Out of sight, out of mind

24 January 2023

With little cost in terms of time and materials many cleaners could benet from substantial reductions immediately. There are, of course, some fairly obvious areas where savings can be made

As we start the new year with the seasonal downturn to cope with, to say nothing of the massive increases in the cost of gas and electricity, some high street cleaners will be faced with a possibly a greater threat to their survival than in the pandemic. Hopefully, the coming year may bring some relief in the cost of gas and electricity but in the meantime it is possible that with little cost in terms of time and materials many cleaners could benefit from substantial reductions immediately. There are, of course, some fairly obvious areas where savings can be made, for example: ­

Turning off lighting when not required. ­

Extending service times to allow optimum machine and equipment utilisation. ­

Operating the machine and finishing equipment say three or four days a week. ­

Maintaining steam pipe lagging in good condition and ensuring that there are no gaps.

Typically an unlagged ½” steam pipe at 5bar pressure will give off around 190 watts per metre per hour. If the boiler is on 8 hours a day, 5 days a week, 52 weeks a year this is 395,200 watts (395.2 kilowatts) At 50p a kilowatt = £197.60 a year. That is lmost £200 for every metre every year. This means that even rightangle bends are worth protecting. There is however one, not so obvious area where there are potential and substantial savings to be made.

Steam traps

Steam traps are those hidden away unseen devices that clear away condensate from our presses, rotor cabinets, ironing tables and other types of steam equipment. They are normally reliable and for the most part give very little trouble. However, it is only when a piece of equipment starts to cool down, the boiler feed tank gets much hotter than normal or clouds of steam start to appear from the drains at the back of the unit that staff begin to realise that things are not what they should be and start to investigate. In the worst case nothing is done until a large unexpected increase in gas or electric usage starts the ball rolling.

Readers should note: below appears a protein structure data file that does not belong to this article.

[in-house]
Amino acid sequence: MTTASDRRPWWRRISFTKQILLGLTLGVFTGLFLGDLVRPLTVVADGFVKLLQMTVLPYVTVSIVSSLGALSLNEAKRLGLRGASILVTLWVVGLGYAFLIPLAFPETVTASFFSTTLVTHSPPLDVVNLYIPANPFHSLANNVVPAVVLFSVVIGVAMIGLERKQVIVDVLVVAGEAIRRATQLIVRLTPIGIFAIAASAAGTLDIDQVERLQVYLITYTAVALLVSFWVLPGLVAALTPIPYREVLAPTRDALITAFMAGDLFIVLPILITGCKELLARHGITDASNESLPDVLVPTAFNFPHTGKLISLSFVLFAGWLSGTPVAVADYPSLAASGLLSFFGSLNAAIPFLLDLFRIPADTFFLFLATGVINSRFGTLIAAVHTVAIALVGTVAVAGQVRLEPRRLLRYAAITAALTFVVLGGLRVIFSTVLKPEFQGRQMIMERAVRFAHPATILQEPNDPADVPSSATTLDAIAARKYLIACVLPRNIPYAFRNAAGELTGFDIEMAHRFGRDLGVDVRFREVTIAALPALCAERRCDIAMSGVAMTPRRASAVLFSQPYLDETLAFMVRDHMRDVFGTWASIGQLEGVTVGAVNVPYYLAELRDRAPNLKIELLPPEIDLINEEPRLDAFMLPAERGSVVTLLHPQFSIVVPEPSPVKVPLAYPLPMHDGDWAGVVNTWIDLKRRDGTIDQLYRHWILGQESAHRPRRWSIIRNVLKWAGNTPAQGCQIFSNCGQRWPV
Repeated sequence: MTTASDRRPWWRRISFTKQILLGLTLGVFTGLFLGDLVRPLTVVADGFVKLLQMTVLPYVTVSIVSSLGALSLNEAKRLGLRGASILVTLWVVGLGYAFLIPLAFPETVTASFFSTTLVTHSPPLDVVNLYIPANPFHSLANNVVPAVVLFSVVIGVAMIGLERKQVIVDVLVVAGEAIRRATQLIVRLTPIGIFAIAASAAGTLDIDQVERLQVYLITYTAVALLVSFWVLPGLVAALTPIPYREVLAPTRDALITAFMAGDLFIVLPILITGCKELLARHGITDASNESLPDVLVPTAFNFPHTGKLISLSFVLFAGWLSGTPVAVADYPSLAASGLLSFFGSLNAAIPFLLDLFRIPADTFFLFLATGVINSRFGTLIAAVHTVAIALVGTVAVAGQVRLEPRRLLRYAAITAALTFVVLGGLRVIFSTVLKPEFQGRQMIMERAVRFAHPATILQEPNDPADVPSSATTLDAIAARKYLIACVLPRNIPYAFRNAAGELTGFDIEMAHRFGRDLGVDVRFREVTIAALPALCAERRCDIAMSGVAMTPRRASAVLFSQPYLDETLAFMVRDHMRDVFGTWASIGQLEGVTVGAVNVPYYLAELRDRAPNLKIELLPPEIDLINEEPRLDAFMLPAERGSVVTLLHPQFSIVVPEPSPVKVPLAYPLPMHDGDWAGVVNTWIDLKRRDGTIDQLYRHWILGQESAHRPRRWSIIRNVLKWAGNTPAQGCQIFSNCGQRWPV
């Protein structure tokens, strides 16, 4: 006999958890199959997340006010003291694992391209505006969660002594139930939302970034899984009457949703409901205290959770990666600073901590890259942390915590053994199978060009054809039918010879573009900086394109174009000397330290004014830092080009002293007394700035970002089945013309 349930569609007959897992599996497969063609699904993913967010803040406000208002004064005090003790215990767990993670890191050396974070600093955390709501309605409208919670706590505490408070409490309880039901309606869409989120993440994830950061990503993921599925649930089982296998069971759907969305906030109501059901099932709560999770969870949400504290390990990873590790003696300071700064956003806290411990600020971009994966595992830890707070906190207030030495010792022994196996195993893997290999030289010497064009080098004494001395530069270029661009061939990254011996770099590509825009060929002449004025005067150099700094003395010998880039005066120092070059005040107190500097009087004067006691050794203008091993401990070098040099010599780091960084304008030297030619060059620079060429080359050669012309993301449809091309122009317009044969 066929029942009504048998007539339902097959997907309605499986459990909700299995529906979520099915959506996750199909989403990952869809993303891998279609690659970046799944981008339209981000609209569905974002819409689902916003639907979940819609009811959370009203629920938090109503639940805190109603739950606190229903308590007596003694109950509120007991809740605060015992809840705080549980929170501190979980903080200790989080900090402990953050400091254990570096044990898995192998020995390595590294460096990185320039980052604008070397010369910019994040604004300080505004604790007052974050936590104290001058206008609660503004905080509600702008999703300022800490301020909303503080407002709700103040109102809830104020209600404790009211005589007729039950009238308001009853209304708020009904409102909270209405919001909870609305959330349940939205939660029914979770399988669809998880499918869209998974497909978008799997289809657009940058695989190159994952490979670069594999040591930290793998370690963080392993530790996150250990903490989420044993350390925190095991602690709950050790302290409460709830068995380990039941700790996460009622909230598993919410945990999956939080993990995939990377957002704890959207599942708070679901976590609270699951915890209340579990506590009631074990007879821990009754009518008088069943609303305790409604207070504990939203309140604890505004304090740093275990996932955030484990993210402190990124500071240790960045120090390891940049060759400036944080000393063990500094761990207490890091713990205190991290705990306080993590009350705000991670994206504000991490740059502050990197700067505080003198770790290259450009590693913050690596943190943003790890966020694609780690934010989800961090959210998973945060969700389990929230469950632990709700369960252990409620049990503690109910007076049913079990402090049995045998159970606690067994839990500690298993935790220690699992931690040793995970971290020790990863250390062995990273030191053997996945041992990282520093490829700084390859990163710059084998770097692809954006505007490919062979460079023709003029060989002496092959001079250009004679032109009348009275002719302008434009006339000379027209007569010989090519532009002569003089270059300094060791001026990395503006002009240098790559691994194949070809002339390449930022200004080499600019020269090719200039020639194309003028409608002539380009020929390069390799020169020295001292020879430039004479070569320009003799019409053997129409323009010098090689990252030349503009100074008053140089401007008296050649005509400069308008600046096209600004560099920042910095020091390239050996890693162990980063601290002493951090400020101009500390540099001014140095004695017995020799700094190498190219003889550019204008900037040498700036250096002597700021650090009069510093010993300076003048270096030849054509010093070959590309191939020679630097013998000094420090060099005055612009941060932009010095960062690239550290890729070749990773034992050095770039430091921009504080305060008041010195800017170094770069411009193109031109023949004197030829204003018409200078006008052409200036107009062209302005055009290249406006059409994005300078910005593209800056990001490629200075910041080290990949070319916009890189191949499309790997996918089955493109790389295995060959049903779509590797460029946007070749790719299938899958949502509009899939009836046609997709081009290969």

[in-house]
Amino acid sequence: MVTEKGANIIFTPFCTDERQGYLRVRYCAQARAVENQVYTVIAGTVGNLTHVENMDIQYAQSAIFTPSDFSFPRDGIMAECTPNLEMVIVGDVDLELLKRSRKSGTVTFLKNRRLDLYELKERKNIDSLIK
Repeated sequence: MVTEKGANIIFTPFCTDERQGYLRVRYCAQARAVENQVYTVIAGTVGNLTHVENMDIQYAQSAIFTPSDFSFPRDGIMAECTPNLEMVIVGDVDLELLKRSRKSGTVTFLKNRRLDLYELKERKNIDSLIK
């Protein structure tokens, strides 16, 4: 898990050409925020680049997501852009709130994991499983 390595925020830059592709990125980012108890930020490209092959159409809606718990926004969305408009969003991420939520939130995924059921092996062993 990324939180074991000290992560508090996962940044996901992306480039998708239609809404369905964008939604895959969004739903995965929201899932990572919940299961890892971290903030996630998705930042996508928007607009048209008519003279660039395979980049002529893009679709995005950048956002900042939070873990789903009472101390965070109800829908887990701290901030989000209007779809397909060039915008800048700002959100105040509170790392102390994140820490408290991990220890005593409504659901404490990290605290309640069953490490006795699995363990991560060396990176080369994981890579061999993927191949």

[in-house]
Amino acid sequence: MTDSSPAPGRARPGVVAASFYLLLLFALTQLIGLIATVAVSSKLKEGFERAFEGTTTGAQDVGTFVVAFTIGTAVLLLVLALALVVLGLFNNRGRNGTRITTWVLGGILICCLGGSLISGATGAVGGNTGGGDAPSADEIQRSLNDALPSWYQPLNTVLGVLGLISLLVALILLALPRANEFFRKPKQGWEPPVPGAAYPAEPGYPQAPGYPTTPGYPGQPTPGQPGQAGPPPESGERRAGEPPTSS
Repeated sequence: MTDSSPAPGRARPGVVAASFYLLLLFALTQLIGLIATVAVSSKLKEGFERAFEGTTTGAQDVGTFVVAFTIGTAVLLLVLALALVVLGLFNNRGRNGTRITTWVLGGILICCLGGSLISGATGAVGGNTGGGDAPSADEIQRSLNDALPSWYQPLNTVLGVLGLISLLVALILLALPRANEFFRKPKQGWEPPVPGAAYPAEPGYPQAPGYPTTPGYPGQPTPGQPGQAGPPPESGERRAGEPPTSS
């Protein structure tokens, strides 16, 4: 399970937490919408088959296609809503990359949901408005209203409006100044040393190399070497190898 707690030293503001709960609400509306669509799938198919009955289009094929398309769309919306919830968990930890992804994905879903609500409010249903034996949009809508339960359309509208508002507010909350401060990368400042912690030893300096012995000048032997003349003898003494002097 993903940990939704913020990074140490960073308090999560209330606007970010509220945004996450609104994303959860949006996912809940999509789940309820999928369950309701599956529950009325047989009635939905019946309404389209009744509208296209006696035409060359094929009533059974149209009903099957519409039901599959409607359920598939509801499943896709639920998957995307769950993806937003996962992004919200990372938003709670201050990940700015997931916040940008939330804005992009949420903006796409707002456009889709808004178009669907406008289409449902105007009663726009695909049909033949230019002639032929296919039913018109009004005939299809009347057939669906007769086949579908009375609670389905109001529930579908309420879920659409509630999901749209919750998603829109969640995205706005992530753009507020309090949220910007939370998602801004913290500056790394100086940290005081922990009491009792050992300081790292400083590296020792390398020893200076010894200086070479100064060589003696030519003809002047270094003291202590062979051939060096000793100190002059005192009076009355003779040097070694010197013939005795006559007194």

There are various types of steam trap in use but in unit shops but the most common is what is the thermodynamic trap usually referred to as a TD trap. It is not uncommon to find that in larger installations more than one type of TD trap is fitted but all have a similar appearance. In the case of drycleaning machines or ironers fed from a central boiler, higher capacity bucket traps may be fitted. When trouble starts it is usually due to debris or rust in the system causing a blockage or the disc to stick in a TD trap preventing the release of condensate or allowing the release of steam. In the case of bucket traps dirt in the system can cause the float to stick, but generally bucket traps function more reliably than the TD type which some engineers have found work more reliably if installed upside down.

Top tip

In the case of TD traps, if things start to go wrong a quick, but sometimes temporary solution to the problem is to tap the offending trap sharply with a light hammer/medium hammer. This shocks the trap and the disc inside and usually releases the blockage or the disc and the trap then continues to function normally. In some cases this may also work for bucket traps by releasing a stuck float mechanism.

Finally, live steam is extremely dangerous, so do not attempt to dismantle steam fittings unless you have some experience in mechanics or have experience working with steam and never ever work on equipment unless it is completely cold.

A bucket trap in the centre with two TD traps. The one on the right has a strainer tted
The float mechanism in a bucket trap
The two TD traps with the caps and discs removed
When replacing the disc make sure the smooth side is uppermost as shown

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